Casimir effect or getting energy from nothing

(ORDO NEWS) — Creating a device capable of generating energy from “nothing” is a problem that has worried great scientists and inventors for centuries. But now German physicist Torsten Emig is getting closer to building a “free energy” machine that actually works.

The idea of ​​Dr. Thorsten Emig is based on the Casimir effect – an effect that consists in the mutual attraction of conducting uncharged bodies under the action of quantum fluctuations in empty space (vacuum).

Void is not empty

The first prototype of Emig’s device had two parallel metal plates set a tiny distance apart. These plates regularly experience a force that “pulls” them together, and this effect is due to the fact that empty space is not really empty! Even the vacuum of space is a seething mass of subatomic particles that continually come and go.

Elementary particles, as proved by the example of electrons and photons, are both particles and waves at the same time.

Casimir effect or getting energy from nothing 2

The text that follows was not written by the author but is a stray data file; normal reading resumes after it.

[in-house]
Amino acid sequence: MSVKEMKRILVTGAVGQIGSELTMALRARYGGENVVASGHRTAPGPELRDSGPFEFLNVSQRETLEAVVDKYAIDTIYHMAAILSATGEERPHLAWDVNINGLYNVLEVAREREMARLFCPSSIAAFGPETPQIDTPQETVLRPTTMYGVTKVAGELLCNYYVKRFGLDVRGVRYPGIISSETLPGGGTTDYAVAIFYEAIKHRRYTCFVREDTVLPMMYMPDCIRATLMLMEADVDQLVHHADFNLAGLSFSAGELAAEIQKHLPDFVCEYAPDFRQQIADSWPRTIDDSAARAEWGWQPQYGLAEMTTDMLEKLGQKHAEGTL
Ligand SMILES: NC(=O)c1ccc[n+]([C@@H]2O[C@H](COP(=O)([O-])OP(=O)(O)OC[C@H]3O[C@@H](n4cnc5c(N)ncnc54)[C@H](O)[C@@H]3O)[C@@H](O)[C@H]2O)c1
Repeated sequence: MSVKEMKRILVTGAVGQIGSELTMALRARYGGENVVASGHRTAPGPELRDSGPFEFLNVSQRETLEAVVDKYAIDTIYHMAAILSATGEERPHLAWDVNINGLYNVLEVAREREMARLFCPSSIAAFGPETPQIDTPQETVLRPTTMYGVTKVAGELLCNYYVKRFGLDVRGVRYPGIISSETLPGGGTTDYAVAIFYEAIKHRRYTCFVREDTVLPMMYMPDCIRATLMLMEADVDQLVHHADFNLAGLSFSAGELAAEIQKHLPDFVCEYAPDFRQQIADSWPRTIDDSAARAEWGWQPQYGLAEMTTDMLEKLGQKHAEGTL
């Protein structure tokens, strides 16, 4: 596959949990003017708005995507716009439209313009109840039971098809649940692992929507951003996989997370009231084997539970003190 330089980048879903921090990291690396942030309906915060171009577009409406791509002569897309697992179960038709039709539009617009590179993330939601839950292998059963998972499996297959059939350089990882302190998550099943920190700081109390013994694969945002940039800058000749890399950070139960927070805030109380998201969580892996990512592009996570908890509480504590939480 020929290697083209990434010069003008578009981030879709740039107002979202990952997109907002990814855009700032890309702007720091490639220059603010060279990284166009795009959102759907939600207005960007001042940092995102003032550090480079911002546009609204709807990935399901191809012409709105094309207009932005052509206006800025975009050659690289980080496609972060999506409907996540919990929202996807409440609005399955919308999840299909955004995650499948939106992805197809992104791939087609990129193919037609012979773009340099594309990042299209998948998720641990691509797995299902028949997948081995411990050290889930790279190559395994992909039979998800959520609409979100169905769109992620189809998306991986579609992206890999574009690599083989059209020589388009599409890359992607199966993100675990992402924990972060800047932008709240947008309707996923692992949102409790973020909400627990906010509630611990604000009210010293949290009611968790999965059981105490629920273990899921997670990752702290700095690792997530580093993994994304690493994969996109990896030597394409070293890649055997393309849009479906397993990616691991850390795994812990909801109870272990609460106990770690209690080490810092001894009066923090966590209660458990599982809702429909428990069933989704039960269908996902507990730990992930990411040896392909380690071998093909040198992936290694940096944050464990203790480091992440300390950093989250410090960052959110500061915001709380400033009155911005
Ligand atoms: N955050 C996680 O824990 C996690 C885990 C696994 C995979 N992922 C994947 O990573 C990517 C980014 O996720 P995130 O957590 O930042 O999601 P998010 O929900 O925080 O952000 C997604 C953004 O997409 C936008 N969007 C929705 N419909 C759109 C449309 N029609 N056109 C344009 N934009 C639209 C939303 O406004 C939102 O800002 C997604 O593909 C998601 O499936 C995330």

Therefore, the Casimir effect is an oscillatory (wave-like) movement – the particles-waves that are outside press on the plates, which are resisted by the particles-waves between the plates. There seems to be an endless “tug of war”.

Casimir effect

Emig then developed the “Casimir Ratchet” which is capable of extracting useful movement from this effect. The scientist replaced the smooth plates with corrugated ones, which led to the appearance of a transverse force that causes the plates to slide relative to each other.

Next, Emig made the corrugations asymmetrical, which allowed the sliding motion to be maintained in one direction, creating a rotational force that could be exploited.

Casimir effect or getting energy from nothing 3

“Lateral amplification of the Casimir effect between a corrugated plate and a sphere has already been tested by a team from the University of California at Riverside,” Emig said of the successful trials of his offspring.

Emig and his supporters believe that the “Casimir ratchet” can be used to power tiny nanorobots that can be used, for example, in medicine. Unfortunately, a similar technology cannot yet be scaled up in such a way as to obtain energy to power cars, factories and entire cities. But … everything has its time.


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